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      Effects of degree of pulmonary fissure completeness on major in-hospital outcomes after video-assisted thoracoscopic lung cancer lobectomy: a retrospective-cohort study

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          Abstract

          Background

          To evaluate the clinical significance of degree of pulmonary fissure completeness (PFC) on major in-hospital outcomes following video-assisted thoracoscopic (VATS) lobectomy for non-small-cell lung cancer (NSCLC).

          Materials and methods

          We carried out a single-center retrospective analysis on the prospectively maintained database at our unit between August 2014 and October 2015. Patients were divided into two groups based on their fissure sum average (FSA). Patients with FSA >1 (1< FSA ≤3) were considered to have incomplete pulmonary fissures (group A), while patients with FSA of 0–1 were considered to have complete pulmonary fissures (group B). Demographic differences in perioperative characteristics and surgical outcomes between these two groups were initially assessed. Then, a multivariate logistic-regression analysis was further conducted to identify the independent predictors for major in-hospital outcomes.

          Results

          A total of 563 patients undergoing VATS lobectomy for NSCLC were enrolled. There were 190 patients in group A and 373 patients in group B. The overall morbidity and mortality rates of our cohort were 30.6% and 0.5%, respectively. Group A patients had a significantly higher overall morbidity rate than group B patients (42.1% vs 24.7%, P<0.001). Both minor morbidity (40.5% vs 22%, P<0.001) and major morbidity (11.1% vs 5.6%, P=0.021) rates in group A patients were also significantly higher than group B patients. No significant difference was observed in mortality rate between these two groups (1.1% vs 0.3%, P=0.26). The incomplete degree of PFC was significantly correlated with length of stay and chest-tube duration (log-rank P<0.001) after surgery. Finally, the incomplete degree of PFC was found to be predictive of overall morbidity (OR 2.08, P<0.001), minor morbidity (OR 2.39, P<0.001), and major morbidity (OR 2.06, P=0.031) by multivariate logistic-regression analyses.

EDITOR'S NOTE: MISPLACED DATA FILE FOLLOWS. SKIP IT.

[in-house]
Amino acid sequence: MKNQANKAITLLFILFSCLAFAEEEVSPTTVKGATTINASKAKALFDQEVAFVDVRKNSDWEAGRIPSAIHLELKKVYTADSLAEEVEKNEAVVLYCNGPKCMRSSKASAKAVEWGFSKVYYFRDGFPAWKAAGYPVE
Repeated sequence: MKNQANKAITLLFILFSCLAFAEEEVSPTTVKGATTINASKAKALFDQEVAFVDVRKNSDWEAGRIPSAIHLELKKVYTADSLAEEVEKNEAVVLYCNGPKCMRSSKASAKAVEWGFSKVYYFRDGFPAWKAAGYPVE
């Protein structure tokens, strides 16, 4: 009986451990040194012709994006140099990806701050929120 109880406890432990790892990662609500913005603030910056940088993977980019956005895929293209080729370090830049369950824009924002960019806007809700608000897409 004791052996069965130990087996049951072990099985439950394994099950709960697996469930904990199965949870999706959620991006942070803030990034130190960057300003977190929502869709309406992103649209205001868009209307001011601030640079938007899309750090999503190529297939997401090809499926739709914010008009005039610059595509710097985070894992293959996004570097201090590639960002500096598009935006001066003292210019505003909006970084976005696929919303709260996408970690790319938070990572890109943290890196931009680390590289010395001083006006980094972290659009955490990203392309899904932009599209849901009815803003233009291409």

Conclusion

          Degree of PFC is an excellent categorical predictor for both major and minor morbidity after VATS lobectomy for NSCLC.

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          Most cited references 30

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          A new concept of endoscopic lung cancer resection: Single-direction thoracoscopic lobectomy.

          Although video-assisted thoracoscopic surgery was introduced in the early 1990s, its use in the treatment of lung cancer has been limited. We examined the effectiveness of a simplified surgical method for thoracoscopic lobectomy in patients with lung cancer from May 2006 to October 2007. This novel single-direction thoracoscopic lobectomy was characterized by incisions convenient for the placement of instruments and the lobectomy proceeded progressively in a single direction from superficial to deep structures. The procedure was completed successfully in 26 of 28 patients, with no perioperative deaths. The average operation time was 135min (range, 100-200min), average blood loss was 125mL (range 10-500mL) and average number of lymph nodes dissected was 11.8 (range, 6-23). The average postoperative hospital stay was 7.4 days (range, 5-10 days). Single-direction thoracoscopic lobectomy is a simple, safe, and effective procedure for lobe resection with clear procedural steps. It overcomes the difficulty in manipulation of incomplete lung fissures and potentially extends the indications of thoracoscopic lobectomy.